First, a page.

By Nancy Trejos
Washington Post Staff Writer
Saturday, March 17, 2007
As far as parking spaces go, there wasn't anything special about it. It was off an alley, behind a condominium building, and cost $57 a month to maintain. But on Dec. 29, the spot near Dupont Circle sold for $45,000.
At Brown Street and Meridian Place in upper Northwest Washington, a garage space at a Victorian house sold for $45,000 in January. At the Lofts at Brightwood on Georgia Avenue NW, a garage spot will add $35,000 to the price of your condo.
Washingtonians may have become more conservative about how much they will spend on their homes. But when it comes to parking spaces, many will pay tens of thousands of dollars to avoid circling around for 30 minutes every night in search of a spot.
It's no wonder. The Washington area is one of the most expensive places in the country to park, up there with Boston, Chicago and San Francisco. The monthly median rate for an unreserved commercial garage space in the District is $230, according to the Boston-based real estate research firm Colliers International. A reserved space can run as high as $360 a month.
But in this unpredictable real estate market, can you always expect your parking space to make your home, particularly your condo, more appealing?
One of real estate's unwritten rules is this: If you can buy a parking space with your home, do it, even if you don't own a car. A parking space, real estate agents say, will increase the resale value of your property, especially in the District and the densely populated parts of the suburbs.
"Even if you don't need it, you can rent it out. I think parking is a premium," said Phyllis Papkin, an agent with Re/Max Allegiance in Fairfax County.
That conventional wisdom, however, does not always hold true. All real estate is local, maybe more so when you're talking about parking spaces. A spot in densely populated Dupont Circle could cost you more than one in less dense Southwest Washington.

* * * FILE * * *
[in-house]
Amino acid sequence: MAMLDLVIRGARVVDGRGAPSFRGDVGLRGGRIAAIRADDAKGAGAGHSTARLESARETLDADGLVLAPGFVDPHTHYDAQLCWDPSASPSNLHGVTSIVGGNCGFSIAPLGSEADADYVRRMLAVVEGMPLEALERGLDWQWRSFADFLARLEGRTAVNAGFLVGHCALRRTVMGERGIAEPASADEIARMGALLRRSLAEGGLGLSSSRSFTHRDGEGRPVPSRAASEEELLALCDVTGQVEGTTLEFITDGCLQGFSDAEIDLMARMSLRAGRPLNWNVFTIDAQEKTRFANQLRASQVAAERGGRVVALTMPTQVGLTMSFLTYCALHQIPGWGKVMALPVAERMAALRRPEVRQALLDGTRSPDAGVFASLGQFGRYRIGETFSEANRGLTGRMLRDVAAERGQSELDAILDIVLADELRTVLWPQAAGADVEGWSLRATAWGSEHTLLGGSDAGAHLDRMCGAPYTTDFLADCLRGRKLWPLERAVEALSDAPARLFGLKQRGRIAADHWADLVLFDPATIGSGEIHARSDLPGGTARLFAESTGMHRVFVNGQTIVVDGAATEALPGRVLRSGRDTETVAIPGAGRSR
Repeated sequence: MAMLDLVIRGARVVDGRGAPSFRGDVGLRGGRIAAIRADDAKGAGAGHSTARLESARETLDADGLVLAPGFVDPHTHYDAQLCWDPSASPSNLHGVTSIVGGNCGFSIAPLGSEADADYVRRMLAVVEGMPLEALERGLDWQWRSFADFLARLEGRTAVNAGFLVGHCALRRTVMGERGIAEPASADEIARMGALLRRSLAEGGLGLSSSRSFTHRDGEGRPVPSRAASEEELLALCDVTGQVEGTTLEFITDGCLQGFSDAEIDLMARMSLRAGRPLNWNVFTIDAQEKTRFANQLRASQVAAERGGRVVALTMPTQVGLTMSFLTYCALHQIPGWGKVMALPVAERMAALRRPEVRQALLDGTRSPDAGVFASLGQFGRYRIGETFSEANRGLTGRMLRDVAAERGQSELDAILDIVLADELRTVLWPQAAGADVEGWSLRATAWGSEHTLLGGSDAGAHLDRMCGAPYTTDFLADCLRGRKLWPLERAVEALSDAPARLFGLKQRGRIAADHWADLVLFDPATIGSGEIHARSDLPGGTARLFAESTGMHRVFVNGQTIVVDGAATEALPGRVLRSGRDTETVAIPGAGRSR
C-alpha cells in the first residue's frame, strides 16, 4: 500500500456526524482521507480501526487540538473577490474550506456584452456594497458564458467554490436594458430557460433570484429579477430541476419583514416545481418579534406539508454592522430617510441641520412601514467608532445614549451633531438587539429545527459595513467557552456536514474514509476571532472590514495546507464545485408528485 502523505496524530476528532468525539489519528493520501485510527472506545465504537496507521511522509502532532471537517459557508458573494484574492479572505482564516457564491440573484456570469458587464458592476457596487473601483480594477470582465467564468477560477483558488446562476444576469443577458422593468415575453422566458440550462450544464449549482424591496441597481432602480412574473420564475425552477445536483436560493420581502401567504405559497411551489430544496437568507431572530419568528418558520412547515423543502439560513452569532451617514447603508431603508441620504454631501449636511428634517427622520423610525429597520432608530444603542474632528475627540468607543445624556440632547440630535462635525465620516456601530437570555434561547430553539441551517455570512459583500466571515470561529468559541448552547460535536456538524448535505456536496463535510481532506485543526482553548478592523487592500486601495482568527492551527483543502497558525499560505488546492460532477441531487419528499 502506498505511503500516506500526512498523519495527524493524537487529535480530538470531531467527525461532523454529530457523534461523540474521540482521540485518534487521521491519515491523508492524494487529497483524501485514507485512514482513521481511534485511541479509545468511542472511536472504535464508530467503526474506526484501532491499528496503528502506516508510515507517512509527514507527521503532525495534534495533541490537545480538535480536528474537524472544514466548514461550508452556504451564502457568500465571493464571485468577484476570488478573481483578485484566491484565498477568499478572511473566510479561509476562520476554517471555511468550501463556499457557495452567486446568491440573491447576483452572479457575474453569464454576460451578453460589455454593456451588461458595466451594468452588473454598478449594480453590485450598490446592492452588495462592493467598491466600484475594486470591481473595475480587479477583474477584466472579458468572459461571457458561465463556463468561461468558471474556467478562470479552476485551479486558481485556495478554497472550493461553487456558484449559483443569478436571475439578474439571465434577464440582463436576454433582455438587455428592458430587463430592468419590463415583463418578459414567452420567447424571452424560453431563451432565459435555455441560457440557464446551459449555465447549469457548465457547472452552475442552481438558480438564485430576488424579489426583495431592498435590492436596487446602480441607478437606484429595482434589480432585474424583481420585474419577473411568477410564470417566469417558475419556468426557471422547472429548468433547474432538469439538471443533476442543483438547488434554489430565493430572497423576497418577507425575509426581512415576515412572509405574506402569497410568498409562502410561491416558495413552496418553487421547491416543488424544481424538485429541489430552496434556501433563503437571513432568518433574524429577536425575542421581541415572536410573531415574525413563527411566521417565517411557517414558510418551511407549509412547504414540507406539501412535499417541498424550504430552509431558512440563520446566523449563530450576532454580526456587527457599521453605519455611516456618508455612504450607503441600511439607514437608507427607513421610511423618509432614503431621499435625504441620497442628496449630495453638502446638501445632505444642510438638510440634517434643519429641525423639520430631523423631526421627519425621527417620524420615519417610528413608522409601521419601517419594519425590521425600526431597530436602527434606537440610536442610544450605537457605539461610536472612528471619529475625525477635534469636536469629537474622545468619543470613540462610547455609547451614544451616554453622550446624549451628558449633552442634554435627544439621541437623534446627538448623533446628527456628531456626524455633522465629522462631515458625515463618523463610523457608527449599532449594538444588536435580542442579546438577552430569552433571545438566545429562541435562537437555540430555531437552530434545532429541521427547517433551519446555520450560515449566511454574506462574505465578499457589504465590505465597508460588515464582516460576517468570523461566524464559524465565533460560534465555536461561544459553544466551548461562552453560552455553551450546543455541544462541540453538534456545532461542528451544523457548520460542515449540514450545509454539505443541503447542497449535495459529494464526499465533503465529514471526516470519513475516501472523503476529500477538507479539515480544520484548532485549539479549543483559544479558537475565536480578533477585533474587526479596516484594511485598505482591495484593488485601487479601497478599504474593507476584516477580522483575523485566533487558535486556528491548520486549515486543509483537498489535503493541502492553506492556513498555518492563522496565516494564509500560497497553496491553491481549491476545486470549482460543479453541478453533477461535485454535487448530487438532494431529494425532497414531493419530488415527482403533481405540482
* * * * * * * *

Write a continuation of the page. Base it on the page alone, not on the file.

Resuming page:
Typically, spaces in indoor parking garages cost more than outdoor spaces. Full-size spaces cost more then compact car spaces. And spaces closer to an entrance cost more than those farther away. "All parking spaces are not created equal," said Rod Howard, an agent with Coldwell Banker in Dupont Circle.
When Amy Mack, 32, a television documentary filmmaker, bought a one-bedroom unit in the Park Place Condos in Southwest Washington two years ago, she heeded her agent's advice and spent an extra $30,000 for an indoor parking space. The space bumped up the price to $323,000.
Now that she has moved to San Francisco, she would like to get rid of her D.C. property. More than one person has expressed interest in the condo. But to her surprise, no one wants both the unit and the parking space.
"That's why I bought it. So I'm really disappointed," she said.
John Goodloe, an agent with Weichert Realtors, represented a husband and wife who were trying to sell their condo and parking space at the Solo Piazza in Logan Circle last June. They had plenty of offers for the condo but none for both. Goodloe said he was baffled.
"We thought that it would be more attractive, but what happened was because of the location of the condo being right downtown and close to an awful lot of things, the person who purchased it did not need a car," he said.
So Goodloe listed the parking space separately. He was allowed to do so because it had a separate deed. Most buildings require owners to sell their units and spaces in tandem. Because of security concerns, many also forbid owners from selling their spots to people who do not live in the building. Goodloe's clients could sell their spot only to a resident of their building. Still, they got $48,000. Their asking price had been $35,000.
Mack said she, too, was fortunate to have bought a parking space with a separate deed. She has decided to try to sell the unit for $328,000 and has placed a separate ad for the parking space on Craigslist. She is asking $25,000 for the space.
"I just want to sell it outright," she said. "I don't want to worry about it."
Perhaps she had trouble selling the space because her building is near three Metro stations. Or because Southwest Washington is not as crowded as neighborhoods such as Logan Circle, Dupont Circle and Georgetown.
Or maybe it was that parking spaces, like condos, have become so expensive that too many people have been priced out of the market.
Agents speak often of the parking space on 21st Street in Georgetown that was listed for $100,000 but sold for $111,500 in May 2005, the height of the local real estate frenzy.